The book itself has an extraordinary story behind it. Its author fought at Stalingrad and was imprisoned by the Soviets. In captivity, he wrote a novel based on his experiences, which the Soviets confiscated before releasing him. Gerlach resorted to hypnosis to remember his narrative, and in 1957 it was published as The Forsaken Army. Fifty-five years later Carsten Gansel, an academic, came across the original manuscript of Gerlach's novel in a Moscow archive. This first translation into English of Breakout at Stalingrad includes the story of Gansel's sensational discovery.
A SUNDAY TIMES HISTORICAL NOVEL OF THE YEAR.
Tenth-century Iceland. In the midwinter darkness, on the lifeless black soils of a newly settled land, two friends kill a man. Kjaran, an itinerant storyteller, and Gunnar, a once-feared warrior, must make a choice: conceal the deed or confess to it and pay the blood price to the dead man's brothers.
For the right reasons, they make the wrong choice.
Kjaran and Gunnar's fateful decision will leave them fighting for their lives, fighting to retain their humanity as Iceland's unyielding code of honour ignites a remorseless blood feud that will consume all it touches.
'Smile of the Wolf bares its fangs from the first page. Like a medieval tapestry, the storytelling is rich with imagery. Readers will be lured spellbound into this lyrical and evocative Icelandic saga. It deserves huge success' DAVID GILMAN.
Everyone remembers the day the girls went missing.
May Day 1912, a day that haunts Missensham. The day two girls disappeared. The day the girls were murdered.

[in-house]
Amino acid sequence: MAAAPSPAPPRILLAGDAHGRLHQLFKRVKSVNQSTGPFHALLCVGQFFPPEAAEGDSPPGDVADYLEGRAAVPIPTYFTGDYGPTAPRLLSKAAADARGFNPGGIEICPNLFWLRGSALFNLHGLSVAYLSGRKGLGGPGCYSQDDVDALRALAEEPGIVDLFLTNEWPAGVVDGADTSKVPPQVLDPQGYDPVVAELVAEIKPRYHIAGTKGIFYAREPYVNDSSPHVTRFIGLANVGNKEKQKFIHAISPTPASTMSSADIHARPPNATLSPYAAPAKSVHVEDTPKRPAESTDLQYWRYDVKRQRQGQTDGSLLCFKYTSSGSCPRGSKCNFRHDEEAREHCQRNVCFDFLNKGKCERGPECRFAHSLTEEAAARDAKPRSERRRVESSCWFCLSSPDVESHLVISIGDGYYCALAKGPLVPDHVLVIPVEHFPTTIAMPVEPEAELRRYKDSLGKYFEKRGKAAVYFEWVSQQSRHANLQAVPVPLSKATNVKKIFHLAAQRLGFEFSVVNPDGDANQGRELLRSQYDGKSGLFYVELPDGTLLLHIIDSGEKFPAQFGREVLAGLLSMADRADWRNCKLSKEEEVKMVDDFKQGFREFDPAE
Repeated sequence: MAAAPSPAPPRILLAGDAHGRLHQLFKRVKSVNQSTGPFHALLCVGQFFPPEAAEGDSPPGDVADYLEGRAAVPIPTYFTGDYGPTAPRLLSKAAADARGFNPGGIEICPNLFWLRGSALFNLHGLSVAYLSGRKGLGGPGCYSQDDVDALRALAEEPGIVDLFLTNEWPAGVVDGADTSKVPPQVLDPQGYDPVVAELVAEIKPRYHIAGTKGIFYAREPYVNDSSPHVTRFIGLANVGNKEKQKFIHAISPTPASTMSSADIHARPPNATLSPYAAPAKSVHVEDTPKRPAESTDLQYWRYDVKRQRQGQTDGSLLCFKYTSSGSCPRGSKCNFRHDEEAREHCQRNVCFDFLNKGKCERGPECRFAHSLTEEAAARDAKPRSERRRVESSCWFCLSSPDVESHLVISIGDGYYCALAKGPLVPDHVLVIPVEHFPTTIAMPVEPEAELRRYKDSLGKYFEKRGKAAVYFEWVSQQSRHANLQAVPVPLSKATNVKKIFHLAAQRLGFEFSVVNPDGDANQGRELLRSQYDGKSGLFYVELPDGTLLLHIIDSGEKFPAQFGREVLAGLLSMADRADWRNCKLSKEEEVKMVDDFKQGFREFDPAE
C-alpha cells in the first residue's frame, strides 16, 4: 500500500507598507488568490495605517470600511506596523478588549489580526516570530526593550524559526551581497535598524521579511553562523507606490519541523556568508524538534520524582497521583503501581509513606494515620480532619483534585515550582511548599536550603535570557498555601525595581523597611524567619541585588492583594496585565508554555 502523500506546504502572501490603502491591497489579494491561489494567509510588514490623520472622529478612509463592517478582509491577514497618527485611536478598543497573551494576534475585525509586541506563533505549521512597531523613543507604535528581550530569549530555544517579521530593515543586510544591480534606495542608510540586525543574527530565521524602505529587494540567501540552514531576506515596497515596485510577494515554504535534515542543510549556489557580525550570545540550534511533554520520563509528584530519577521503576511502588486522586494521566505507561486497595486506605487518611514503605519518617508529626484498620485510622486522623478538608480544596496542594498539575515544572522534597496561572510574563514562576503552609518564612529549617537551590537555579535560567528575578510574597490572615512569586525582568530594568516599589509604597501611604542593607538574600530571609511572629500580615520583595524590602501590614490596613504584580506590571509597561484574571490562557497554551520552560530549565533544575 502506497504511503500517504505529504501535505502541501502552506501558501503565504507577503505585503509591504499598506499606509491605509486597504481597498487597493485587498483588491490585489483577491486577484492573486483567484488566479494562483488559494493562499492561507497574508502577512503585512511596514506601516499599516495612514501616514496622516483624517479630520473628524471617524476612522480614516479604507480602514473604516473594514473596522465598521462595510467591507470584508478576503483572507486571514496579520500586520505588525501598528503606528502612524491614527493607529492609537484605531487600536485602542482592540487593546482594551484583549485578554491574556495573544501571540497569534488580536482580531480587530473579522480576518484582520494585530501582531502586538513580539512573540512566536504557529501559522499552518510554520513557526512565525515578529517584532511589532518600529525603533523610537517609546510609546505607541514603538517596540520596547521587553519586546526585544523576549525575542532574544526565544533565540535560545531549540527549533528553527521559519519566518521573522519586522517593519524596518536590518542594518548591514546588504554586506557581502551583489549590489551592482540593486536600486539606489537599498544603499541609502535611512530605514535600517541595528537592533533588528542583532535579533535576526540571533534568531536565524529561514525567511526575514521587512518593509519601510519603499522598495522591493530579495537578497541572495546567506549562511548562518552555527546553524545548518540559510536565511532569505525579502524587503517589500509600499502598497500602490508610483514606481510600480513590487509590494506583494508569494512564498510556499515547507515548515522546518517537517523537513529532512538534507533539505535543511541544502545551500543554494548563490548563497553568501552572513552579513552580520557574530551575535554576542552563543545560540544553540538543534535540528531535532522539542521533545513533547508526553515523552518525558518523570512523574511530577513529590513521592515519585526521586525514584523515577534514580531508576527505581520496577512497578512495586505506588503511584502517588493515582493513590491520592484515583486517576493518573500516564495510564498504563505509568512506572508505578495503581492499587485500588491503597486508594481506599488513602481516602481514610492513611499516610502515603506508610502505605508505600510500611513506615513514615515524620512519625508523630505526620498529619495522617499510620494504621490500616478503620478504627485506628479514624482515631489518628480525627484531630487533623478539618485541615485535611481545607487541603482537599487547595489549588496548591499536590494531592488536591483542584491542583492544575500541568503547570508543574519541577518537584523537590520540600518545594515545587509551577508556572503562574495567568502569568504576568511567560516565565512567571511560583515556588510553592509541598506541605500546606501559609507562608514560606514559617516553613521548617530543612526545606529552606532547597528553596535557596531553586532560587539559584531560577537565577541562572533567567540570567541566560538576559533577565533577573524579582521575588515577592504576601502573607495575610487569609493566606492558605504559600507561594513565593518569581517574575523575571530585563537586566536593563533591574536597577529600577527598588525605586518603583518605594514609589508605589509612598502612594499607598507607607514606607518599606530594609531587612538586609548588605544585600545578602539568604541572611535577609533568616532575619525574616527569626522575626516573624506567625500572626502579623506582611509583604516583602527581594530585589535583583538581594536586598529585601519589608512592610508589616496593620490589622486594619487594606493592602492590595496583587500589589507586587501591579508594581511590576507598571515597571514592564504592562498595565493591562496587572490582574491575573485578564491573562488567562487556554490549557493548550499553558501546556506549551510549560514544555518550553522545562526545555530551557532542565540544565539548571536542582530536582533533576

Iris Caldwell and Nell Ryland were never meant to be friends. From two very different backgrounds, one the heir to the Caldwell estate, the other a humble vicar's daughter. Both have their secrets, both have their pasts, but they each find solace with one another and soon their futures become irrevocably intertwined.
Now, many years later, old footage has emerged which shows that Iris Caldwell may not have died on that spring morning. The village must work out what happened the day the girls went missing...
“An intensely readable novel of the complexity of family ties . . . Dot Jackson is a true Southern voice, a master storyteller and an Appalachian treasure” (Dori Sanders, author of Clover and Her Own Place). Early one morning in 1929, Mary Seneca Steele spontaneously packs a suitcase, gathers up her son and daughter, and steals away in her abusive and dissolute husband’s brand new Auburn Phaeton automobile leaving her privileged life in Charleston behind. It is the beginning of a journey of enlightenment that leads Mary “Sen” to the mountains and mysteries of Appalachia where she will learn unexpected family secrets, create a new life for herself and her children, and finally experience love and happiness before tragedy will once again test her. Written by an authentic Southern voice, Dot Jackson has spun a story that will captivate readers looking for an entertaining saga of self-discovery, family, love, loss and redemption. “Refuge is a wonderful story about the need to find one’s place in the world—and the price paid to remain there. With her narrative gift and keen ear for Appalachian speech, Dot Jackson gives her readers a beautifully rendered portrait of a lost time and place.” —Ron Rash, author of Serena and The Cove
In wartime it takes courage to follow your heart.
Everyone hated the heat and the deafening noise, but for Gracie the worst thing was the smell of chemicals that turned her stomach every morning when she arrived at the Rosenberg Raincoats factory.
Gracie is a girl on the factory floor. Jacob is the boss's charismatic nephew. When they fall in love, it seems as if the whole world is against them – especially Charlie Nuttall, who also works at the factory and has always wanted Gracie for himself.
But worse is to come when Jacob disappears and Gracie is devastated, vowing to find him. Can she solve the mystery of his whereabouts? Gracie will need all her strength and courage to find a happy ending.